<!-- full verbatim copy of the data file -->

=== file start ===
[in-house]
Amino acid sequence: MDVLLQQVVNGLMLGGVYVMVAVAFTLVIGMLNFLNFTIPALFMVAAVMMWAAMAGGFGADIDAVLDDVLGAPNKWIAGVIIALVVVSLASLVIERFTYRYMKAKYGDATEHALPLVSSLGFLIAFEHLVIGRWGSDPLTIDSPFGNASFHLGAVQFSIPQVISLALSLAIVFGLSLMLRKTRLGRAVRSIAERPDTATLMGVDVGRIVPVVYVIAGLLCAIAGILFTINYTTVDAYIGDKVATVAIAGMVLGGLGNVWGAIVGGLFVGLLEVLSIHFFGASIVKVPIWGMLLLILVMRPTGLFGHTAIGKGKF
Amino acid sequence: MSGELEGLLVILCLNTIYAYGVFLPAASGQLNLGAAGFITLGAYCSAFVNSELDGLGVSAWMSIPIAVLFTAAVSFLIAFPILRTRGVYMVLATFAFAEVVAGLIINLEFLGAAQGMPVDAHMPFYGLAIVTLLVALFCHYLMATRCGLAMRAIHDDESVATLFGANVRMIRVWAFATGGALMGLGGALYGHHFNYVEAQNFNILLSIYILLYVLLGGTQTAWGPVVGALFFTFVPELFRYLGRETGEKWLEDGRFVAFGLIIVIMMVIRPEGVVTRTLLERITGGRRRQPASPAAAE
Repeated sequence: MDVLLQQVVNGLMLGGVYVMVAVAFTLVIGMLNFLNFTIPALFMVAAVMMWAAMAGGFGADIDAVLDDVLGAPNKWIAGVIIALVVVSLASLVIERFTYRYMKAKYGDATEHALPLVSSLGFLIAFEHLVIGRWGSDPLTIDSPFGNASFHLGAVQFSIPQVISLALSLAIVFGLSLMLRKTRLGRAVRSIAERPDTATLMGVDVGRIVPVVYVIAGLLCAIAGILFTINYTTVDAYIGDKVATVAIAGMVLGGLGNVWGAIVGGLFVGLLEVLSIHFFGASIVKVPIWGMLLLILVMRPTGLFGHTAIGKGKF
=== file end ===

[in-house]
Amino acid sequence: MDVLLQQVVNGLMLGGVYVMVAVAFTLVIGMLNFLNFTIPALFMVAAVMMWAAMAGGFGADIDAVLDDVLGAPNKWIAGVIIALVVVSLASLVIERFTYRYMKAKYGDATEHALPLVSSLGFLIAFEHLVIGRWGSDPLTIDSPFGNASFHLGAVQFSIPQVISLALSLAIVFGLSLMLRKTRLGRAVRSIAERPDTATLMGVDVGRIVPVVYVIAGLLCAIAGILFTINYTTVDAYIGDKVATVAIAGMVLGGLGNVWGAIVGGLFVGLLEVLSIHFFGASIVKVPIWGMLLLILVMRPTGLFGHTAIGKGKF
Amino acid sequence: MSGELEGLLVILCLNTIYAYGVFLPAASGQLNLGAAGFITLGAYCSAFVNSELDGLGVSAWMSIPIAVLFTAAVSFLIAFPILRTRGVYMVLATFAFAEVVAGLIINLEFLGAAQGMPVDAHMPFYGLAIVTLLVALFCHYLMATRCGLAMRAIHDDESVATLFGANVRMIRVWAFATGGALMGLGGALYGHHFNYVEAQNFNILLSIYILLYVLLGGTQTAWGPVVGALFFTFVPELFRYLGRETGEKWLEDGRFVAFGLIIVIMMVIRPEGVVTRTLLERITGGRRRQPASPAAAE
Repeated sequence: MDVLLQQVVNGLMLGGVYVMVAVAFTLVIGMLNFLNFTIPALFMVAAVMMWAAMAGGFGADIDAVLDDVLGAPNKWIAGVIIALVVVSLASLVIERFTYRYMKAKYGDATEHALPLVSSLGFLIAFEHLVIGRWGSDPLTIDSPFGNASFHLGAVQFSIPQVISLALSLAIVFGLSLMLRKTRLGRAVRSIAERPDTATLMGVDVGRIVPVVYVIAGLLCAIAGILFTINYTTVDAYIGDKVATVAIAGMVLGGLGNVWGAIVGGLFVGLLEVLSIHFFGASIVKVPIWGMLLLILVMRPTGLFGHTAIGKGKF